Details of policy design and implementation will be announced in the near future so that the scholarships can begin to be made available from 1 January 2004.

Raising the Medical Enrolment Cap

As you know, the government announced in Budget 2003 our decision to raise the enrolment cap on funded medical students by 40 equivalent full-time students per year. 20 of the extra places will be at the University of Otago and 20 will be at the University of Auckland. This will increase funded medical student numbers from 285 full-time students to 325 per year.

The additional funding for extra medical places will be conditional on the universities implementing a preferential entry system for rural students, and specific career initiatives in secondary schools.

The increased cap will come into effect next year and will cost Government about $4.8m per annum when it is fully implemented.

The problem at the moment is that there is an uneven distribution of GPs, with low numbers of GPs in rural and in some poorer urban areas.

New Zealand will need more doctors in the future and the increase is also designed to help address pressures on the health system, such as greater demands on health services from an ageing population, increased public expectations, and a greater emphasis on population health and preventative health.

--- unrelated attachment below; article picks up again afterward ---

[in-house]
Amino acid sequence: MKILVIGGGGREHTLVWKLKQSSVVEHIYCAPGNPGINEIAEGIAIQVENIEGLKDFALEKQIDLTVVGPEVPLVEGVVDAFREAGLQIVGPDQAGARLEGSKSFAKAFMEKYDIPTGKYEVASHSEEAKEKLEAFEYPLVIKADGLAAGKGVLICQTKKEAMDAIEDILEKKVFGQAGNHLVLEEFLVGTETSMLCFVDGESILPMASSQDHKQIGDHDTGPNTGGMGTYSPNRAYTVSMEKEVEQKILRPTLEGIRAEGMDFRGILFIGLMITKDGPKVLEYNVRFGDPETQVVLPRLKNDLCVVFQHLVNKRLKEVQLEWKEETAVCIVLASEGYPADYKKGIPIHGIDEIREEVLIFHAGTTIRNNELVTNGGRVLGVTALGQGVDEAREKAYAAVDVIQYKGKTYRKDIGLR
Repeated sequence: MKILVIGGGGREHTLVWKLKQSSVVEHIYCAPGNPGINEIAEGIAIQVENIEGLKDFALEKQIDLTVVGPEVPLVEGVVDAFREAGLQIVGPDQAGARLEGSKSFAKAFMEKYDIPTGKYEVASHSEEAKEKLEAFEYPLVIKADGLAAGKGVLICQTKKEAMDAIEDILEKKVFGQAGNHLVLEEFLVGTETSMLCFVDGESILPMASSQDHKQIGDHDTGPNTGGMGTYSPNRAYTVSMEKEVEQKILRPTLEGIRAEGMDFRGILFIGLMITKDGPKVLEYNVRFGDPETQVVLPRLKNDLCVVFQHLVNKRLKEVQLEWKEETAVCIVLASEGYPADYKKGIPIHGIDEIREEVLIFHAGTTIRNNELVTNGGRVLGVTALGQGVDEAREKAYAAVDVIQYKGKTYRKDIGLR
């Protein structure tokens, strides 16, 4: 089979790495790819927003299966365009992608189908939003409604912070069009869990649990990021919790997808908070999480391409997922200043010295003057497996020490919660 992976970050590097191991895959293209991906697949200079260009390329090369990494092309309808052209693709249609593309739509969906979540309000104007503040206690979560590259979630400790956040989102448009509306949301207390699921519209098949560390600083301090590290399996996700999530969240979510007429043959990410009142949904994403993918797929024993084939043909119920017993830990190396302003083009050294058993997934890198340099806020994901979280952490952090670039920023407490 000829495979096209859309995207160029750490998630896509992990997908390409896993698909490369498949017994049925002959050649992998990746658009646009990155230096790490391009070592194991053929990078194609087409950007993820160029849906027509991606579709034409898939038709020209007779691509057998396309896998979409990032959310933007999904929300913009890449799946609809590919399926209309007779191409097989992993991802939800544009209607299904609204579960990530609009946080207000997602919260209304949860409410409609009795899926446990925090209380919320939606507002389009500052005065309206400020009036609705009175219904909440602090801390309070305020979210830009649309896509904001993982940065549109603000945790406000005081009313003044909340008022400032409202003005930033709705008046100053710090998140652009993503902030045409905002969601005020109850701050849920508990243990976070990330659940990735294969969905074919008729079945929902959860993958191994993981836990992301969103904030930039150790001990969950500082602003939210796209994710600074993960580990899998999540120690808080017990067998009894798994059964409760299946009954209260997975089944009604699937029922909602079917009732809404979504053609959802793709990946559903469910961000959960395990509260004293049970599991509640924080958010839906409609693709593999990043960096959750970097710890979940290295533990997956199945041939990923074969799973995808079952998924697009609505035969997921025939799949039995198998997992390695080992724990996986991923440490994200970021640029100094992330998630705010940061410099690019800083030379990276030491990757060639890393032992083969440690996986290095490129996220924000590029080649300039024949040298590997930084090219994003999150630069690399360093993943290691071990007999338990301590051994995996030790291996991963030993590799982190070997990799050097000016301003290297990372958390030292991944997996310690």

The cap is a medium-term strategy, which is consistent with steps taken in Canada, the UK and Australia. It is hoped that raising the cap will result in greater numbers of graduates, and that it will complement other strategies including better access to GP locum services, improved rosters, and rural workforce retention funding.


In conclusion, you can see by now that there is much happening in the tertiary education system that will have an impact on tertiary education funding and provision, including health workforce education and training.

At the heart of what the government is trying to achieve is the Tertiary Education Strategy. We are working hard to ensure that we create a responsive and dynamic tertiary education system which will be the envy of other nations and which will help us to secure our social, economic and environmental goals in becoming a knowledge society, in promoting strong economic growth and in further developing our vibrant and distinctive culture.

I thank you once again for the invitation to attend your mid-winter dialogue series.